Arabian Jazz: A Novel
Format: PDF / Kindle (mobi) / ePub
"This oracular first novel, which unfurls like gossamer [has] characters of a depth seldom found in a debut."―The New Yorker
In Diana Abu-Jaber's "impressive, entertaining" (Chicago Tribune) first novel, a small, poor-white community in upstate New York becomes home to the transplanted Jordanian family of Matussem Ramoud: his grown daughters, Jemorah and Melvina; his sister Fatima; and her husband, Zaeed. The widower Matuseem loves American jazz, kitschy lawn ornaments, and, of course, his daughters. Fatima is obsessed with seeing her nieces married―Jemorah is nearly thirty! Supernurse Melvina is firmly committed to her work, but Jemorah is ambivalent about her identity and role. Is she Arab? Is she American? Should she marry and, if so, whom? Winner of the Oregon Book Award and finalist for the National PEN/Hemingway Award, Arabian Jazz is "a joy to read.... You will be tempted to read passages out loud. And you should" (Boston Globe). USA Today praises Abu-Jaber's "gift for dialogue...her Arab-American rings musically, and hilariously, true."
gods of macho domination and chronic dissipation. And that means us.” Matussem referred to them simply as “Arab hoedowns.” “Jordan, Syracuse,” he said, “it all the same wherever.” If the Ladies’ Pontifical Committee had heard Melvie, they would have slapped her name on their Suspicious Laity List. This list, which grew longer each year, noted the latest social indiscretions of longtime offenders and the recent blasphemies of new parishioners. Several Pontificals harbored hopes of one day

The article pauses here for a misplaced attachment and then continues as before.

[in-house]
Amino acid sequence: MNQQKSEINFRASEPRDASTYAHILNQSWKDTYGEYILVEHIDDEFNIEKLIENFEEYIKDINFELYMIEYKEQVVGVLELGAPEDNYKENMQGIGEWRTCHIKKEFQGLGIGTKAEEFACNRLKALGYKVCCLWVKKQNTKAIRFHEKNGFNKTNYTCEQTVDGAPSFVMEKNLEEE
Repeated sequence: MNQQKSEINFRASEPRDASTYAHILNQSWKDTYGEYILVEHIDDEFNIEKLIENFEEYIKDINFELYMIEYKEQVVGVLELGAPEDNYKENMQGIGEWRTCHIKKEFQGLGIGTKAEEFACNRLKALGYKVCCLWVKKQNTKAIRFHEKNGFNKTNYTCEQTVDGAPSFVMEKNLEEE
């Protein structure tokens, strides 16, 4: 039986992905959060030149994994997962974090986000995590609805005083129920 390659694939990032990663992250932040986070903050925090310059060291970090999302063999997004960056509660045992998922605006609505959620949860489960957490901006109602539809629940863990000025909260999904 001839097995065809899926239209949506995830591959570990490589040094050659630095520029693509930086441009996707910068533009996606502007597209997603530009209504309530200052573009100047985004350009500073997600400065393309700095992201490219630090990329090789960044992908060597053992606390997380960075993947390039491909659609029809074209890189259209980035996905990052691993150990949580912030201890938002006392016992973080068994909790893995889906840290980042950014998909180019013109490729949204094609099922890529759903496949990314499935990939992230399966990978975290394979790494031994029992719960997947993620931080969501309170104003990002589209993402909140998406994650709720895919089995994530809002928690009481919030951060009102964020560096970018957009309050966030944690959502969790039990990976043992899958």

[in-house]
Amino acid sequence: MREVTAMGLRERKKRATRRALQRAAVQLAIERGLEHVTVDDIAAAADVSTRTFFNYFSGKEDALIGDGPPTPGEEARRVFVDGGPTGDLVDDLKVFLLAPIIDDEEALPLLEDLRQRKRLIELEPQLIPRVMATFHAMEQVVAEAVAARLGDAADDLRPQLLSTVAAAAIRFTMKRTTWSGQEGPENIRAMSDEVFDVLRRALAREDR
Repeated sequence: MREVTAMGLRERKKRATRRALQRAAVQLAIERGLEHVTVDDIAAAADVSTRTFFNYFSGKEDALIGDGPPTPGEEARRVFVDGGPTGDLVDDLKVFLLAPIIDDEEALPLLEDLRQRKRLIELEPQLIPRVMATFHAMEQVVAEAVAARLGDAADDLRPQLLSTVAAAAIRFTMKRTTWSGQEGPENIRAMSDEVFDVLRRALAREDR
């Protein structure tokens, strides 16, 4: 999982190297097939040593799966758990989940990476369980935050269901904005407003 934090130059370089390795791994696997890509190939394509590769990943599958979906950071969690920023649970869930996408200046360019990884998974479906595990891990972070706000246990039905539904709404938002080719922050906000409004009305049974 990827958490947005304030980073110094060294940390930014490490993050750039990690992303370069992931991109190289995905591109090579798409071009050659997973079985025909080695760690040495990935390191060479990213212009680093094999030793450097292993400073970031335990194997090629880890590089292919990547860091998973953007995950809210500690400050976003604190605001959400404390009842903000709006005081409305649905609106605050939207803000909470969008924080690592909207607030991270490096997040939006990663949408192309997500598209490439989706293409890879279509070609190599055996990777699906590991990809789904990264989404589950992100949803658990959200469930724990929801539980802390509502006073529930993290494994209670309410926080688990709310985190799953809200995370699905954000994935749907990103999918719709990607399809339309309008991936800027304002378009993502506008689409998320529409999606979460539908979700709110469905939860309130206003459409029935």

tumbled down from a mountain cave, but Fred was afraid that Ricky’s history of loitering would frighten customers away, make them think that Lil’ Lulu’s employed criminals. Jem looked out one of the corridor windows and saw the sprinklers dashing water across the hospital lawn. Inside, the hospital was a vacuum; the walls curved toward the floors, all dull edges. The faces of the people she passed, too, were dulled, marked by their proximity to illness and sterile procedures and the attempt to
out of the house, jingling the car keys, over to where Jem unhappily sat on the lawn in sausage curls and Melvie’s white pinafore. “Jemorah! Grass stains!” Sulking, Jem got into the car on the passenger’s side and Melvie said, “Can’t you pretend to be more animated than that? You’re semicomatose.” As they were pulling out, there was a slight movement in one of the bushes. “Now what?” Melvie said. “I don’t believe it, there’s a Peeping Tom in the hedge.” She stopped and jumped out of the car.
like a wall. Larry watched him with his ice blue eye. He took a swig of his whiskey and said, “My friend, it’s the great American tragedy, that’s all. Don’t let it get to you.” Matussem nodded and began to feel his way along the bar, among the patrons, the schnapps cool as a tile in his hand. He wanted his drums. The patrons scarcely noticed as Matussem began to tighten his instruments, testing the drumheads. He knew some musicians believed there was no point to drumming without an overlay of
house, father, and Jem, Melvie claimed them all. On that bitter February day, less than a year before Melvina, the black twigs in her bedroom window had called Jem outside. She remembered the trees, their dark profiles, their secret lives, tucked away in branch and bark and knotholes. She walked deeper and deeper in, until she stopped among the glaring white banks and, growing drowsy, lay down and fell asleep in the snow. The rest came to her in pieces, mostly told to her: their mother frantic,